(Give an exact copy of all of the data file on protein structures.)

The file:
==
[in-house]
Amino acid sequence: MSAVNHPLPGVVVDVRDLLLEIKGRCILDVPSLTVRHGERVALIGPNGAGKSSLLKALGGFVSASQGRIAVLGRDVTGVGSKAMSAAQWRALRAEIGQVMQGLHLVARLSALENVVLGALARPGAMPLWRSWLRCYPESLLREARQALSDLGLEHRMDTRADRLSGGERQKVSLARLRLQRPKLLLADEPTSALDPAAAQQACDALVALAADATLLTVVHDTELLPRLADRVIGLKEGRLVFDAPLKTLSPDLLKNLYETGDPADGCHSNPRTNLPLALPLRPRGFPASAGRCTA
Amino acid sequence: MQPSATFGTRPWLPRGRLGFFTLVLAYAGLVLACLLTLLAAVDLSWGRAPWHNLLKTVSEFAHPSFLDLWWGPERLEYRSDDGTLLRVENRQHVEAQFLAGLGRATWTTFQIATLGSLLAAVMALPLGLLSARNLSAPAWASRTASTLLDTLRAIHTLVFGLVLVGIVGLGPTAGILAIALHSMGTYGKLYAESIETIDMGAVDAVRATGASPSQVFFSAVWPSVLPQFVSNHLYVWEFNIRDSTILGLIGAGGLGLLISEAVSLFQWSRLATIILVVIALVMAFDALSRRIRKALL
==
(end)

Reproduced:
[in-house]
Amino acid sequence: MSAVNHPLPGVVVDVRDLLLEIKGRCILDVPSLTVRHGERVALIGPNGAGKSSLLKALGGFVSASQGRIAVLGRDVTGVGSKAMSAAQWRALRAEIGQVMQGLHLVARLSALENVVLGALARPGAMPLWRSWLRCYPESLLREARQALSDLGLEHRMDTRADRLSGGERQKVSLARLRLQRPKLLLADEPTSALDPAAAQQACDALVALAADATLLTVVHDTELLPRLADRVIGLKEGRLVFDAPLKTLSPDLLKNLYETGDPADGCHSNPRTNLPLALPLRPRGFPASAGRCTA
Amino acid sequence: MQPSATFGTRPWLPRGRLGFFTLVLAYAGLVLACLLTLLAAVDLSWGRAPWHNLLKTVSEFAHPSFLDLWWGPERLEYRSDDGTLLRVENRQHVEAQFLAGLGRATWTTFQIATLGSLLAAVMALPLGLLSARNLSAPAWASRTASTLLDTLRAIHTLVFGLVLVGIVGLGPTAGILAIALHSMGTYGKLYAESIETIDMGAVDAVRATGASPSQVFFSAVWPSVLPQFVSNHLYVWEFNIRDSTILGLIGAGGLGLLISEAVSLFQWSRLATIILVVIALVMAFDALSRRIRKALL